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dc.contributor.advisorGubi, Peter
dc.contributor.authorSwales, Emma
dc.date.accessioned2021-03-19T09:59:42Z
dc.date.available2021-03-19T09:59:42Z
dc.date.issued2020-10
dc.identifierhttps://chesterrep.openrepository.com/bitstream/handle/10034/624362/Emma%20Swales%20FINAL%20THESIS%20CHESTER%20REP.pdf?sequence=1
dc.identifier.citationSwales, E. (2020). A moment of love? Embodied experiences of relational depth in transactional analysis psychotherapy (Doctoral dissertation). University of Chester, United Kingdom.en_US
dc.identifier.urihttp://hdl.handle.net/10034/624362
dc.description.abstractThis research project explores the question: ‘Can moments of relational depth be understood as a moment of love?’ The aims of the research were: to determine whether Transactional Analysis (TA) psychotherapists have experienced moments of relational depth; to explore their embodied and spiritual experience of this phenomenon, and to investigate participants’ interpretations of this experience. The research has sought to understand if these moments of intense, embodied attunement in therapy can be interpreted as moments of love. The study uses Interpretative Phenomenological Analysis (IPA) to explore the embodied experience of moments of relational depth in transactional analysis psychotherapy, by exploring the felt experience, understandings and conceptualisations of visceral experiences of moments of profound, intense connection in the therapeutic relationship. Thoughts, feelings and experiences of love in therapy are also explored. Semi-structured interviews of nine experienced Transactional Analysis psychotherapists are analysed and 5 superordinate and 26 subordinate themes are identified. The study found that TA psychotherapists do experience moments of embodied relational depth, and that this moment of relational depth can be described and understood as a moment of love. The participants were able to describe significant and similar physical and spiritual sensations that identified the experience. This phenomenon is also explored and understood as a moment of interpersonal physical synchrony. The participants interpreted this experience as being related to early infant-parent interactions, and as a transmission between themselves and their clients. All the participants described feeling love in the therapeutic relationship, and there were descriptions of the types of love that can occur in therapy. A definition of therapeutic love is also offered. The research data showed that for the participants in the study, therapeutic love is a fundamental aspect of therapy, both as a quality of the therapeutic relationship, and as a moment of embodied attunement. Therefore, the research suggests that training and supervision processes need to support trainee and qualified psychotherapists to explore and understand these phenomena. Identifying moments of embodied attunement requires an awareness of our internal experience. This suggests that a focus on the body and body awareness is an essential component of counselling and psychotherapy training courses. The integration of body psychotherapy into mainstream counselling and psychotherapy training will enable therapists to be open to experiences of embodied attunement in therapy. In addition, ongoing personal therapy for practitioners serves as an additional resource to underpin the safe provision of this profound therapeutic work.en_US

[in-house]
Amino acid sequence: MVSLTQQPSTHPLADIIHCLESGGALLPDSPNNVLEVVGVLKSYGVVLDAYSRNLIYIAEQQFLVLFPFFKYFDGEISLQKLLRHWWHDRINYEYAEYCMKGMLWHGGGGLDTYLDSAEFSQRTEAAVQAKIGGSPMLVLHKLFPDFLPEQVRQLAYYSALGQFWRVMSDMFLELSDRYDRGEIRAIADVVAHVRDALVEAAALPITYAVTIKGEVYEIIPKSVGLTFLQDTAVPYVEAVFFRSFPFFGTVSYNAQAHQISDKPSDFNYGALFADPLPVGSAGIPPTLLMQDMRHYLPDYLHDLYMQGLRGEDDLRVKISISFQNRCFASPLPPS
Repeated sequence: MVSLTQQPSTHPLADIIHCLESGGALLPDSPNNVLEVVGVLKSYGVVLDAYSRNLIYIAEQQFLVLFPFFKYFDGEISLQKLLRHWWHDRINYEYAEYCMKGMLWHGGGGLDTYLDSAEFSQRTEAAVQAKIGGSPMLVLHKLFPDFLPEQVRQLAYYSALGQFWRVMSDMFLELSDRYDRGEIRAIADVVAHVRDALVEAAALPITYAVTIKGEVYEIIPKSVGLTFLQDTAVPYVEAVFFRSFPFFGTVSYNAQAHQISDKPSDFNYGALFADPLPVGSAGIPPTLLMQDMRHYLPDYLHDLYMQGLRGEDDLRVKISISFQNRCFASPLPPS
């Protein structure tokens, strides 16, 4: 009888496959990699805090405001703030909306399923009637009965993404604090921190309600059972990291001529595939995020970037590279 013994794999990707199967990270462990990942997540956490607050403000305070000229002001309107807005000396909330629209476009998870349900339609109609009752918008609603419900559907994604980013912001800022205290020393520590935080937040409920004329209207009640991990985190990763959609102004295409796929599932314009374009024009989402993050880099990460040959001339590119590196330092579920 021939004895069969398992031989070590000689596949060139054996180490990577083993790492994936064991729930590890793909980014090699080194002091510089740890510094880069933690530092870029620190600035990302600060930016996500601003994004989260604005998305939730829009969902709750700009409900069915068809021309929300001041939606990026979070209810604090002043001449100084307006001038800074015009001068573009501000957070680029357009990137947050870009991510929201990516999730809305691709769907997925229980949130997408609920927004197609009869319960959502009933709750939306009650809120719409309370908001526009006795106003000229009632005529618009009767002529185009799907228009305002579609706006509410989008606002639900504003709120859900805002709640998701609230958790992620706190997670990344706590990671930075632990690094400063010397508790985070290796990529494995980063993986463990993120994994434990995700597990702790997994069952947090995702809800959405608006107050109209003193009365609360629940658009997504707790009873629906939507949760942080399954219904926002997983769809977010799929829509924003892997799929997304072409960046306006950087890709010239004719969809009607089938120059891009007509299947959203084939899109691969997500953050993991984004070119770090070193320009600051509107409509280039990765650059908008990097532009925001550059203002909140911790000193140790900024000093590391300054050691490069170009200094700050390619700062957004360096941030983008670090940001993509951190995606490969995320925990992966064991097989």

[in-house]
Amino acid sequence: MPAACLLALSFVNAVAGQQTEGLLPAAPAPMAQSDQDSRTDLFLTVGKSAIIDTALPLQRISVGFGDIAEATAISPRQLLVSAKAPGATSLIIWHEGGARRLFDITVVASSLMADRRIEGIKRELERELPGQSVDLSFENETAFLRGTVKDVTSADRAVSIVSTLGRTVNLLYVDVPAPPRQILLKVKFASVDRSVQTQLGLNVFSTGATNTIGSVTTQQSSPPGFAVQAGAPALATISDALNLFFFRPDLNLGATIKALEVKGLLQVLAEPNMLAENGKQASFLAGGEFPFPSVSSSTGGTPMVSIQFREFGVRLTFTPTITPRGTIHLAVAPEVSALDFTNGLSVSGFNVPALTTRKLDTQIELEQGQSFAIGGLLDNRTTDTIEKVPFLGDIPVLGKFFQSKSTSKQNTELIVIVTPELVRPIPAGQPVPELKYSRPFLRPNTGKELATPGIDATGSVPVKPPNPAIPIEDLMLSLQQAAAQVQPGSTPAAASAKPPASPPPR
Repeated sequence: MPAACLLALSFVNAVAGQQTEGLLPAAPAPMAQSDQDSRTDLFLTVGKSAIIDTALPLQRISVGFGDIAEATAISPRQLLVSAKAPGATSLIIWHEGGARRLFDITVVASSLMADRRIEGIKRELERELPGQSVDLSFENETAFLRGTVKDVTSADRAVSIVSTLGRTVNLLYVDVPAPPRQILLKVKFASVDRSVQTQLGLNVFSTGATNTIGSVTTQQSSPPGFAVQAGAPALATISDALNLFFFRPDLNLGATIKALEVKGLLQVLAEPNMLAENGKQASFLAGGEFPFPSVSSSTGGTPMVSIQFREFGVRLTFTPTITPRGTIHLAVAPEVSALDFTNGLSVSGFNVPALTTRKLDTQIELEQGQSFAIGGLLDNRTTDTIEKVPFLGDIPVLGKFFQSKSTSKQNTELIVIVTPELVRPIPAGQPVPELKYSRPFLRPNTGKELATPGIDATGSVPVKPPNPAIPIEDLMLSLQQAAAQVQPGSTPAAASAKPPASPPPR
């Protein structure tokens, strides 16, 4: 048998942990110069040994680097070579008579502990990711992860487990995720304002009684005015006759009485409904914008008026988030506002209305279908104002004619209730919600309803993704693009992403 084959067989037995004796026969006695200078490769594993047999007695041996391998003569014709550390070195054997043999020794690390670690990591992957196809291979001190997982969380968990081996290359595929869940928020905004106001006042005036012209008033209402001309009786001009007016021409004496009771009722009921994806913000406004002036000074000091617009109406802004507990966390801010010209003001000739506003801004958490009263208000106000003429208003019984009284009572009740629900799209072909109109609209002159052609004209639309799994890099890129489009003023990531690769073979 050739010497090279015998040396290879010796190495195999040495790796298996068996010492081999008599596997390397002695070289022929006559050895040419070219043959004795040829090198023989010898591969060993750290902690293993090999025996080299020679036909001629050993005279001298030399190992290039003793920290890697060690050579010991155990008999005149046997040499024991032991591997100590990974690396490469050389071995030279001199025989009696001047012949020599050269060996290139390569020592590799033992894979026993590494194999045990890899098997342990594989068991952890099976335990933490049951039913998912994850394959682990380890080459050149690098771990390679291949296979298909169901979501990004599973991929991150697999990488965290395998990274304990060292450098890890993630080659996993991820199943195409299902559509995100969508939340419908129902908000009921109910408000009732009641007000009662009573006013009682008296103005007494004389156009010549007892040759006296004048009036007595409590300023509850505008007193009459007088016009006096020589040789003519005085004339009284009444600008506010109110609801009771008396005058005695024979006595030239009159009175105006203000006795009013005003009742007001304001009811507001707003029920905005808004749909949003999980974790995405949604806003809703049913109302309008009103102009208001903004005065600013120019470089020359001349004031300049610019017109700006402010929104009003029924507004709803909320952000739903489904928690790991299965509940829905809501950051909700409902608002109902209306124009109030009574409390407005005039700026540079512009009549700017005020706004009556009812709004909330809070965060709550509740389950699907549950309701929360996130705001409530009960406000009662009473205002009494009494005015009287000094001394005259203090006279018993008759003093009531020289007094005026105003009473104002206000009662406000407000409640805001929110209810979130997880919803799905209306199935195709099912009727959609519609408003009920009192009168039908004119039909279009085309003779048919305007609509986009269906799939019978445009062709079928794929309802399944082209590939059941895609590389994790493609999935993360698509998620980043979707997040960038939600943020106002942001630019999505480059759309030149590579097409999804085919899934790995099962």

dc.language.isoenen_US
dc.publisherUniversity of Chesteren_US
dc.rightsAttribution-NonCommercial-NoDerivatives 4.0 International*
dc.rights.urihttp://creativecommons.org/licenses/by-nc-nd/4.0/*
dc.subjecttransactional analysisen_US
dc.subjectpsychotherapyen_US
dc.subjectrelational depthen_US
dc.titleA moment of love? Embodied experiences of relational depth in transactional analysis psychotherapyen_US
dc.typeThesis or dissertationen_US
dc.rights.embargodate2021-09-30
dc.type.qualificationnameDProfen_US
dc.rights.embargoreasonRecommended 6 month embargoen_US
dc.type.qualificationlevelDoctoralen_US


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